A less visible area of turbine sales is in projects, motivated by the very fact that a developer has got into difficulties when over-buying turbines. A developer selling excess turbines may find a more ready buyer for them when the units come packaged with an accompanying project site in advanced stages of development. This includes some or all of the following: power purchase agreements; electricity grid interconnection queue positions or interconnection agreements; verifiable on-site project data measured for one or more years; land control; and any range of necessary permits for construction.
It is hard to prove, says Merkle, but there is little doubt that some recent project sales were motivated by cash-strapped developers that went in too long on turbine orders. The exact detail of package deals varies from developer to developer. For example, an electric utility may buy a wind project and its turbines, and decide to use the turbines for a separate development site of its own while holding the project site for future use. Or if the project accompanying a turbine order still needs to secure something like a final build permit, then the turbines can be used at a different site that is ready to build.
In today's market, utilities are the likely buyers of both wind development and turbines. They are typically better capitalised and more creditworthy than wind developers because they have a revenue stream from consumers that fluctuates very little. Many utilities that were previously content to buy power from wind projects owned by independent power producers are now becoming ready buyers of entire projects. As Merkel says: "It's been a fairly fast transition driven by policy, economics and the utilities' recognition that they have to have a pretty significant percentage of their portfolio coming from green sources - and they are more exposed having to buy power instead of owning some."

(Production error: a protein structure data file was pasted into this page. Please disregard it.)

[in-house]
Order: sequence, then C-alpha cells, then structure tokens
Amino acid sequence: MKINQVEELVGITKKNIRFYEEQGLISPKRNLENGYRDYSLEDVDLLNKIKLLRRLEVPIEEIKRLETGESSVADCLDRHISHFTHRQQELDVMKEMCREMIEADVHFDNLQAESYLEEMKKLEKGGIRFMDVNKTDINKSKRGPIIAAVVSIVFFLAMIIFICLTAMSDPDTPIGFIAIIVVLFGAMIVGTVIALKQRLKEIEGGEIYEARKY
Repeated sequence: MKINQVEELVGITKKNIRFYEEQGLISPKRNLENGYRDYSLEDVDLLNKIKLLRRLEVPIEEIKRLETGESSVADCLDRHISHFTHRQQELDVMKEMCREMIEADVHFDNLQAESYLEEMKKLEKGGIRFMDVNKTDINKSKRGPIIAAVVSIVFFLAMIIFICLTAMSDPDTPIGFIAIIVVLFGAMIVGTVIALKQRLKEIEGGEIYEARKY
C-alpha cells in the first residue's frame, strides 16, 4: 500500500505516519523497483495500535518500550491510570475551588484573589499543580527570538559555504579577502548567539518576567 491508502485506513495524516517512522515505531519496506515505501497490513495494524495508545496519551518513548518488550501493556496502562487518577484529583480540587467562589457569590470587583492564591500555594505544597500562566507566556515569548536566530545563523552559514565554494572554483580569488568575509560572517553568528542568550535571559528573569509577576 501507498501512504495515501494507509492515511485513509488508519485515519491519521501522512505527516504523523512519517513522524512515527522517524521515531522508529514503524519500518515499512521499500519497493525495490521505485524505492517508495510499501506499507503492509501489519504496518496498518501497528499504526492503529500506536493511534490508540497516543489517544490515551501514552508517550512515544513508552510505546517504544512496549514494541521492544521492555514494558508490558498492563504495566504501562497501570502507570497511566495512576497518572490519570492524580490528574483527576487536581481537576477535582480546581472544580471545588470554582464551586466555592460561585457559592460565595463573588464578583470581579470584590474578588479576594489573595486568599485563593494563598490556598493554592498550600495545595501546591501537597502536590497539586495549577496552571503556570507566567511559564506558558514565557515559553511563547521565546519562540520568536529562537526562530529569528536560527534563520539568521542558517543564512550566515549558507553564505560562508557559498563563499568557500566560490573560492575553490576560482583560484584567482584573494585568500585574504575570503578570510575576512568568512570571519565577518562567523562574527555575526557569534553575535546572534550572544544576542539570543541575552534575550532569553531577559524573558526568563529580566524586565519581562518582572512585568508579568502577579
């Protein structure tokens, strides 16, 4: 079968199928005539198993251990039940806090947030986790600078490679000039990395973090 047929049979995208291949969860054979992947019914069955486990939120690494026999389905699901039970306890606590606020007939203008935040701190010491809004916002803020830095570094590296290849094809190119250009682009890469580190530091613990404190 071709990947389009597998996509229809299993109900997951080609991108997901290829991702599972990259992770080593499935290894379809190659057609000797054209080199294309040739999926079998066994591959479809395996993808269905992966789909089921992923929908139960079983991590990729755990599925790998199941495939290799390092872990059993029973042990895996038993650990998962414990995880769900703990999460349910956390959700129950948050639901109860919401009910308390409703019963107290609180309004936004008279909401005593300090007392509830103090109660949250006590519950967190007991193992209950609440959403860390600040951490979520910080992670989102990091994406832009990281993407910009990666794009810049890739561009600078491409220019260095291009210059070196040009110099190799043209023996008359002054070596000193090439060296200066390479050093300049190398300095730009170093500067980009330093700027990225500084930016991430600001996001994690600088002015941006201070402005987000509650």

T. Boone Still in for Wind
No discussion of excess turbines is complete without reference to Mesa Power and its charismatic owner, T. Boone Pickens. The Texas billionaire is arguably the most famous name in the US wind market, following his plans for a wind project up to 4000 MW in size and a mainstream media blitz said to have cost him more than US$40 million to advertise his push into wind.
Mesa Power, the wind development subsidiary of Pickens' holding company, signed a supply deal at the peak of the market in May of 2008 for 667 GE 1.5 MW wind turbines, the largest single order GE has received for its wind turbines. The contract required that the turbines be delivered at the beginning of 2010 and throughout 2011. Yet Pickens' development has been placed on hold because of transmission line constraints and today's difficult financing environment.
While GE does not comment on deals or pricing, Mesa attorney Monty Humble says that the "delivery schedule will be synchronised with our development schedule," and that opportunities remain to plant the turbines at smaller projects throughout Texas and beyond.